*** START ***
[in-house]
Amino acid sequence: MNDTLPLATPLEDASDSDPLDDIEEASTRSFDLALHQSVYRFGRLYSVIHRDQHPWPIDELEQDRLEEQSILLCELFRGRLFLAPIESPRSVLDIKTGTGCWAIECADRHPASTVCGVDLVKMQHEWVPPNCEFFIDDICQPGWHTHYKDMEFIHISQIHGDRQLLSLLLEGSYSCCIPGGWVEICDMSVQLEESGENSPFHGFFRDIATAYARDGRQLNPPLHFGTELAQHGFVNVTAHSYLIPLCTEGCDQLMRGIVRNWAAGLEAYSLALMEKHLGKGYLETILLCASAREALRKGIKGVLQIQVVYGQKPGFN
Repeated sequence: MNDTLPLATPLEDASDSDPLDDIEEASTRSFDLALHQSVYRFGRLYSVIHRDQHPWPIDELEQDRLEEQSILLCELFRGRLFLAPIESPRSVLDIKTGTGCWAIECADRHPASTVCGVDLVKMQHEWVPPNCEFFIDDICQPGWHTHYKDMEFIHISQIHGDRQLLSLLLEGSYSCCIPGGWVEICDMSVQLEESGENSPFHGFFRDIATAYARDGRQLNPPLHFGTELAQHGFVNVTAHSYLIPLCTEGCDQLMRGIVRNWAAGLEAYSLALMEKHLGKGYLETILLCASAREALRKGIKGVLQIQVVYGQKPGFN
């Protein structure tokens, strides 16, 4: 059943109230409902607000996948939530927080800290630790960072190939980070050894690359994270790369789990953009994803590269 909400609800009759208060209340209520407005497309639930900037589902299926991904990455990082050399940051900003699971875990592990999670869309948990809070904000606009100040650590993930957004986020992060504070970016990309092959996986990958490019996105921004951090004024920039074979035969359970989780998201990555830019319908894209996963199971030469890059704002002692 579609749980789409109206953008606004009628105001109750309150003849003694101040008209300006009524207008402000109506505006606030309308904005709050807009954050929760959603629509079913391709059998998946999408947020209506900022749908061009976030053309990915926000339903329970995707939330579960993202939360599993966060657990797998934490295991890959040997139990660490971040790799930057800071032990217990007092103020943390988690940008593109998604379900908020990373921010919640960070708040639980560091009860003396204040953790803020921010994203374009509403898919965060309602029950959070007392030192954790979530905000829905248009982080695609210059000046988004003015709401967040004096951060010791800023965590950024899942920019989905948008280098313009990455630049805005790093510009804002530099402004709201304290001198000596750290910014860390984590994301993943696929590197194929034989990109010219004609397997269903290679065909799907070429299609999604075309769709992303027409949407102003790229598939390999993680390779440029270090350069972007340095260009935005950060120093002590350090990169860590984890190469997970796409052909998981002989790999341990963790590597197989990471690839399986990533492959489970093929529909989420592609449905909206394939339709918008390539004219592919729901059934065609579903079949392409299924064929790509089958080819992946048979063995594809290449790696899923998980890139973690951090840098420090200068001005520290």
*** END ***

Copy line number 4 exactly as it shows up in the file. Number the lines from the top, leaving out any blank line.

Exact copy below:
């Protein structure tokens, strides 16, 4: 059943109230409902607000996948939530927080800290630790960072190939980070050894690359994270790369789990953009994803590269 909400609800009759208060209340209520407005497309639930900037589902299926991904990455990082050399940051900003699971875990592990999670869309948990809070904000606009100040650590993930957004986020992060504070970016990309092959996986990958490019996105921004951090004024920039074979035969359970989780998201990555830019319908894209996963199971030469890059704002002692 579609749980789409109206953008606004009628105001109750309150003849003694101040008209300006009524207008402000109506505006606030309308904005709050807009954050929760959603629509079913391709059998998946999408947020209506900022749908061009976030053309990915926000339903329970995707939330579960993202939360599993966060657990797998934490295991890959040997139990660490971040790799930057800071032990217990007092103020943390988690940008593109998604379900908020990373921010919640960070708040639980560091009860003396204040953790803020921010994203374009509403898919965060309602029950959070007392030192954790979530905000829905248009982080695609210059000046988004003015709401967040004096951060010791800023965590950024899942920019989905948008280098313009990455630049805005790093510009804002530099402004709201304290001198000596750290910014860390984590994301993943696929590197194929034989990109010219004609397997269903290679065909799907070429299609999604075309769709992303027409949407102003790229598939390999993680390779440029270090350069972007340095260009935005950060120093002590350090990169860590984890190469997970796409052909998981002989790999341990963790590597197989990471690839399986990533492959489970093929529909989420592609449905909206394939339709918008390539004219592919729901059934065609579903079949392409299924064929790509089958080819992946048979063995594809290449790696899923998980890139973690951090840098420090200068001005520290």